Linux gets ready for the engineering desktop

May 4, 2000
Linux is open, reliable, almost free, and coming soon to a computer near you.

Could this be the face on your next operating system? If you pick the KDE (K desktop environment) graphic user interface for Linux, it will be. The icons are a bit unusual but easily deciphered. The interface shows a word processor, a sketch pad with spline features, a spread sheet, and charting features. Commercial versions of Linux usually come with either this GUI or one from Gnome.

MSC.Software, the developer of MSC.Nastran, has opened an entire division for its Linux-based software.

Another possible GUI for Linux comes from the Gnome organization. The footprint, about the center of the screen, is its trademark. Icons for this GUI appear at the bottom.

A Java-based viewer runs in Linux and comes from SolidWorks Inc., Concord, Mass.

Linux Online at provides a general source for Linux support.

Engineers at say if you can use one of several more widely used 3D drawing programs, you can easily use this one with little training. says its the every day guide to using Linux.

ME10 from CoCreate, Boulder, Colo., runs in the Red Hat version of Linux.

One Linux fan says has the best for news and rumors.

After Microsoft released Windows NT, its sales soared so rapidly it looked like it would bump Unix off the sales charts. And why shouldn't it? Unix is fragmented into about seven competing versions which makes it a support headache for software developers. And it is comparatively expensive and often requires annual licensing fees.

Windows NT, on the other hand, can do the heavy lifting frequently required by analysis and solid-modeling software. And if you are familiar with Windows, you already know a good chunk of any new NT program. Plus, NT carries no annual licensing fees.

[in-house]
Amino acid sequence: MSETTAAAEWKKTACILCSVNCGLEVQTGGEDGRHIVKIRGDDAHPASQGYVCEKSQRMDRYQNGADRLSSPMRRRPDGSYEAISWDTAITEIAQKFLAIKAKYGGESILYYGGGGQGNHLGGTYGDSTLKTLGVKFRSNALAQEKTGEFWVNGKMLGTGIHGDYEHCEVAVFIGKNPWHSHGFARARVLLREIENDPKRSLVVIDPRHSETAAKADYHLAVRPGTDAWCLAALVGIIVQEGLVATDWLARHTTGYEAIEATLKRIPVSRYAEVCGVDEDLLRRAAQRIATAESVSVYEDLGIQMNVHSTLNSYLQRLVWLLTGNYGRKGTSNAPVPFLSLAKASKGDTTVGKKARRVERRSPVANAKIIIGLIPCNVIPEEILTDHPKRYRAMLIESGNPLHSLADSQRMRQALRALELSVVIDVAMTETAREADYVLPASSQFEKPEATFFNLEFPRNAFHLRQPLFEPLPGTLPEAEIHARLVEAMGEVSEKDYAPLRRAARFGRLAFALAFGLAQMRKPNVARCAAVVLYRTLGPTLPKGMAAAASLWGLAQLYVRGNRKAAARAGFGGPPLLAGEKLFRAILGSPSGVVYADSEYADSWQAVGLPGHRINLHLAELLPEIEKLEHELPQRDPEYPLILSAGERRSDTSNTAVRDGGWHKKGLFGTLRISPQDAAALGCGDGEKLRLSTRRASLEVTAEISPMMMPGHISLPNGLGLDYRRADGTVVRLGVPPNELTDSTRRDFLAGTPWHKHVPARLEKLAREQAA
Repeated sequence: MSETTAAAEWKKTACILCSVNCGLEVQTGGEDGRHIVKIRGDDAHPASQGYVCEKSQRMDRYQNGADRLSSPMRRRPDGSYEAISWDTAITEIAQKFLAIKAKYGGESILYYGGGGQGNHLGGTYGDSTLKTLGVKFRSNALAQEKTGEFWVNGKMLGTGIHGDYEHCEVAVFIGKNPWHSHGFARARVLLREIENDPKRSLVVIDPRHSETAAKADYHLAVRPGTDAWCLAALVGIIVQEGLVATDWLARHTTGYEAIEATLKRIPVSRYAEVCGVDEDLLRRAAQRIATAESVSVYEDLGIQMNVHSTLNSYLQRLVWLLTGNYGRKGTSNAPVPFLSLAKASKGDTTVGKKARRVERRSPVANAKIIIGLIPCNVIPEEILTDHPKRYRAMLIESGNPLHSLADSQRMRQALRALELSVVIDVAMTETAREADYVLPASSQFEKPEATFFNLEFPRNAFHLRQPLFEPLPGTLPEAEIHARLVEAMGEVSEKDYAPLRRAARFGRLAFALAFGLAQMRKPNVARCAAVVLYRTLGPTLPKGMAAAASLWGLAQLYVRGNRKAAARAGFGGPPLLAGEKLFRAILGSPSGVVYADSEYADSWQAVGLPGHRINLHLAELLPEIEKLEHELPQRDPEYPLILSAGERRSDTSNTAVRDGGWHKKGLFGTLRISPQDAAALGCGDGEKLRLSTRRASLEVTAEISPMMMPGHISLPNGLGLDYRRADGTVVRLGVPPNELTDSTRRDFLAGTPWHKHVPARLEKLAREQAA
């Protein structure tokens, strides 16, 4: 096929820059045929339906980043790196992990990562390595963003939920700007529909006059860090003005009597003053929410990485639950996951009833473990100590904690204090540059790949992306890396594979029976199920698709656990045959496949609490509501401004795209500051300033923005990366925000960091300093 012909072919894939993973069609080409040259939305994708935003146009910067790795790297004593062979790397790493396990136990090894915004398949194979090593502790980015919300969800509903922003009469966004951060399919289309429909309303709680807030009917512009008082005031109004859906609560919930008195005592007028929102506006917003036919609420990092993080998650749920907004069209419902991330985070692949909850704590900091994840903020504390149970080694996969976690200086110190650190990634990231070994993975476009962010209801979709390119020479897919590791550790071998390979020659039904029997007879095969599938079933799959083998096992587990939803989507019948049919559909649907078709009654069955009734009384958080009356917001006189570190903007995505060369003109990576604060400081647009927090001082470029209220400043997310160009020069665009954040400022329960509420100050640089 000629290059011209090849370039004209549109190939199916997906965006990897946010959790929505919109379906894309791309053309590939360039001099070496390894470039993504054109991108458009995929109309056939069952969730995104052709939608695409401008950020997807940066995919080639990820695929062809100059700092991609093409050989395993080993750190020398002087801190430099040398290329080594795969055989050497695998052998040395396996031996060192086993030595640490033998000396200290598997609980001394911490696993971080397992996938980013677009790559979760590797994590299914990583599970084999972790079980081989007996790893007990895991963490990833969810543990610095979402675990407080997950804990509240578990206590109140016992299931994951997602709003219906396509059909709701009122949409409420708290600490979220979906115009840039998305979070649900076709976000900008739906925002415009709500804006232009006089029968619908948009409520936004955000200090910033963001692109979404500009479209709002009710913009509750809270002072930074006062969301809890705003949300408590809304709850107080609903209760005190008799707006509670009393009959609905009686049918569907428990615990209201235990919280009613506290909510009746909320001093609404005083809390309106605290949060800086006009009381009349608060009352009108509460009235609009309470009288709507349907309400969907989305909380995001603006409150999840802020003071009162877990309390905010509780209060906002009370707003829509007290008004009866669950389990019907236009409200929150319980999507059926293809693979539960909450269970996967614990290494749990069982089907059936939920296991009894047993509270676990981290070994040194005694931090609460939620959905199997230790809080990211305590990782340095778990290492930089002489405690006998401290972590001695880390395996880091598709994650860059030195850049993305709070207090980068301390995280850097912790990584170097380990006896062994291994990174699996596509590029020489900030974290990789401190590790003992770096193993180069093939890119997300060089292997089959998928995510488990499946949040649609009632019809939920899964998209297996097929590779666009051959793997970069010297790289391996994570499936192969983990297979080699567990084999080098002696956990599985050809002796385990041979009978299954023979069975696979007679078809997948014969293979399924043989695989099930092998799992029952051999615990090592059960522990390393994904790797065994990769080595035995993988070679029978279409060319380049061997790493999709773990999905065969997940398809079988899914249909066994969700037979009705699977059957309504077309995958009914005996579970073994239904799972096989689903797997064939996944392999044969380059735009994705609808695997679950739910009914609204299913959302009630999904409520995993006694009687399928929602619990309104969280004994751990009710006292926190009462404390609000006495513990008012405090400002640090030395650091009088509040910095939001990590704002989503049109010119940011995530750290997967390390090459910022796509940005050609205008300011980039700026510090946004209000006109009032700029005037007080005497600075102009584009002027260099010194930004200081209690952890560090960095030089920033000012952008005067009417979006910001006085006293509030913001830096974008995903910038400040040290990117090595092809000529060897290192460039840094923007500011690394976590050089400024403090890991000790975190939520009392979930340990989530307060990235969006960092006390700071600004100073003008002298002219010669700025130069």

It looks like the stage is set for this drama to play it-self out again, this time with the Linux operating system (OS) as the fresh newcomer and Windows NT as the grizzled old timer. Linux advocates are making almost the same arguments for dethroning the reigning program. First of all, Linux costs less than NT. The Linux kernel can be down-loaded at no charge from several Internet sites, or it costs $30 to $80 from several developers, complete with a user's manual, boot disks, source code, and additional programs. In contrast, one software catalog lists Windows 2000 (the new NT name) at $249 a copy.

Linux is also a multitasking code so it will run on dual-processor computers. Being an open system means technicians can tinker with it to fix bugs or add features, but only to their source code. It's reportedly as reliable as Unix. "I have a Web server at home running Linux," says David Miyares, an IT worker with Penton Media, Cleveland. "It has been running without a crash since a brief power outage almost 80 days ago. Linux servers are almost crashproof if they are setup right. My Windows box, however, has to be rebooted almost everyday." Linux fans also point out it runs on a range of platforms, including Macintoshs, 386-based computers, workstations, and mainframes.

Despite the newness of Linux, its user base is quite large. One estimate puts it at the same size as the Unix community, about 12 million, and growing. "Almost 4% of sales for our 2D-drawing program, ME 10, in the last two months of 1999 have been for Linux," says Geoff Hedges, a spokesman for CoCreate Inc., Ft. Collins, Colo. "That's a considerable ramp up for so short a period," he adds. Linux has garnered enough devotees to warrant its own trade show. The OS even has a mascot, the penguin, selected by developer Linus Trovalds himself.